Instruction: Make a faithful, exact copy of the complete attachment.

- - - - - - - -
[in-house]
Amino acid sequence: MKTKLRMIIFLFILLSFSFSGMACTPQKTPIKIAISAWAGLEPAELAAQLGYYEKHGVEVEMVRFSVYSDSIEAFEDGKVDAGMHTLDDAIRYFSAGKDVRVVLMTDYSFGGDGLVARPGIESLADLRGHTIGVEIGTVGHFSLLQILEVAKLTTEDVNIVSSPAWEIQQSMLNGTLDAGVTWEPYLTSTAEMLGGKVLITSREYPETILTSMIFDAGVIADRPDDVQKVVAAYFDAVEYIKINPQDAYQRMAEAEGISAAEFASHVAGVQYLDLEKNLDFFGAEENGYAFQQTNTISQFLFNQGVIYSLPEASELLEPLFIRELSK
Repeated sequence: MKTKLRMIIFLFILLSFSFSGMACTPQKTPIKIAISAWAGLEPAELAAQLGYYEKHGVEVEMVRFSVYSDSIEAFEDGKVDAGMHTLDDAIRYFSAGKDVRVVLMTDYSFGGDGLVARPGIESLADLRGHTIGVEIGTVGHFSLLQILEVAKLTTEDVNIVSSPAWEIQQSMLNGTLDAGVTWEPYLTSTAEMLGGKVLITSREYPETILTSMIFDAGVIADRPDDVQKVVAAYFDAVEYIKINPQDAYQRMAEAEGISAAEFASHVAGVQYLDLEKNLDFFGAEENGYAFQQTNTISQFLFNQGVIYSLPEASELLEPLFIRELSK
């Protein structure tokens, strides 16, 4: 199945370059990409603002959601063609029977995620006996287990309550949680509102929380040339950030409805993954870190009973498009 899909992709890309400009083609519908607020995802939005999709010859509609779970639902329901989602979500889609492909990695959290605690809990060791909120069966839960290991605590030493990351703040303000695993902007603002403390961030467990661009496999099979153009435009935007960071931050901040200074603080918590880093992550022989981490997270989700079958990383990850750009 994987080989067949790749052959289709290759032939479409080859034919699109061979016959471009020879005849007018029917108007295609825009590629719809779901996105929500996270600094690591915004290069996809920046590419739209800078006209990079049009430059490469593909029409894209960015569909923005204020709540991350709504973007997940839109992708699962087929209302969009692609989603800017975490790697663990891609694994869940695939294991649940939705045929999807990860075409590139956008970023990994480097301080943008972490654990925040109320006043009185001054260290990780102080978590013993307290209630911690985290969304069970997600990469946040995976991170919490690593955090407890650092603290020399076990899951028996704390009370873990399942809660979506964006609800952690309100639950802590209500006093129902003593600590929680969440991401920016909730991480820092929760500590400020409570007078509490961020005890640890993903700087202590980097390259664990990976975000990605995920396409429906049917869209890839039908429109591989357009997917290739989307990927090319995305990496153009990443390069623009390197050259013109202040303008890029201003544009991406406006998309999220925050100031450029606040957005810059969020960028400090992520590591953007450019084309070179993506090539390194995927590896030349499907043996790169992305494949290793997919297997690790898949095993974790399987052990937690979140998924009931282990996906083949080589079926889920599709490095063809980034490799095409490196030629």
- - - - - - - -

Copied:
[in-house]
Amino acid sequence: MKTKLRMIIFLFILLSFSFSGMACTPQKTPIKIAISAWAGLEPAELAAQLGYYEKHGVEVEMVRFSVYSDSIEAFEDGKVDAGMHTLDDAIRYFSAGKDVRVVLMTDYSFGGDGLVARPGIESLADLRGHTIGVEIGTVGHFSLLQILEVAKLTTEDVNIVSSPAWEIQQSMLNGTLDAGVTWEPYLTSTAEMLGGKVLITSREYPETILTSMIFDAGVIADRPDDVQKVVAAYFDAVEYIKINPQDAYQRMAEAEGISAAEFASHVAGVQYLDLEKNLDFFGAEENGYAFQQTNTISQFLFNQGVIYSLPEASELLEPLFIRELSK
Repeated sequence: MKTKLRMIIFLFILLSFSFSGMACTPQKTPIKIAISAWAGLEPAELAAQLGYYEKHGVEVEMVRFSVYSDSIEAFEDGKVDAGMHTLDDAIRYFSAGKDVRVVLMTDYSFGGDGLVARPGIESLADLRGHTIGVEIGTVGHFSLLQILEVAKLTTEDVNIVSSPAWEIQQSMLNGTLDAGVTWEPYLTSTAEMLGGKVLITSREYPETILTSMIFDAGVIADRPDDVQKVVAAYFDAVEYIKINPQDAYQRMAEAEGISAAEFASHVAGVQYLDLEKNLDFFGAEENGYAFQQTNTISQFLFNQGVIYSLPEASELLEPLFIRELSK
């Protein structure tokens, strides 16, 4: 199945370059990409603002959601063609029977995620006996287990309550949680509102929380040339950030409805993954870190009973498009 899909992709890309400009083609519908607020995802939005999709010859509609779970639902329901989602979500889609492909990695959290605690809990060791909120069966839960290991605590030493990351703040303000695993902007603002403390961030467990661009496999099979153009435009935007960071931050901040200074603080918590880093992550022989981490997270989700079958990383990850750009 994987080989067949790749052959289709290759032939479409080859034919699109061979016959471009020879005849007018029917108007295609825009590629719809779901996105929500996270600094690591915004290069996809920046590419739209800078006209990079049009430059490469593909029409894209960015569909923005204020709540991350709504973007997940839109992708699962087929209302969009692609989603800017975490790697663990891609694994869940695939294991649940939705045929999807990860075409590139956008970023990994480097301080943008972490654990925040109320006043009185001054260290990780102080978590013993307290209630911690985290969304069970997600990469946040995976991170919490690593955090407890650092603290020399076990899951028996704390009370873990399942809660979506964006609800952690309100639950802590209500006093129902003593600590929680969440991401920016909730991480820092929760500590400020409570007078509490961020005890640890993903700087202590980097390259664990990976975000990605995920396409429906049917869209890839039908429109591989357009997917290739989307990927090319995305990496153009990443390069623009390197050259013109202040303008890029201003544009991406406006998309999220925050100031450029606040957005810059969020960028400090992520590591953007450019084309070179993506090539390194995927590896030349499907043996790169992305494949290793997919297997690790898949095993974790399987052990937690979140998924009931282990996906083949080589079926889920599709490095063809980034490799095409490196030629």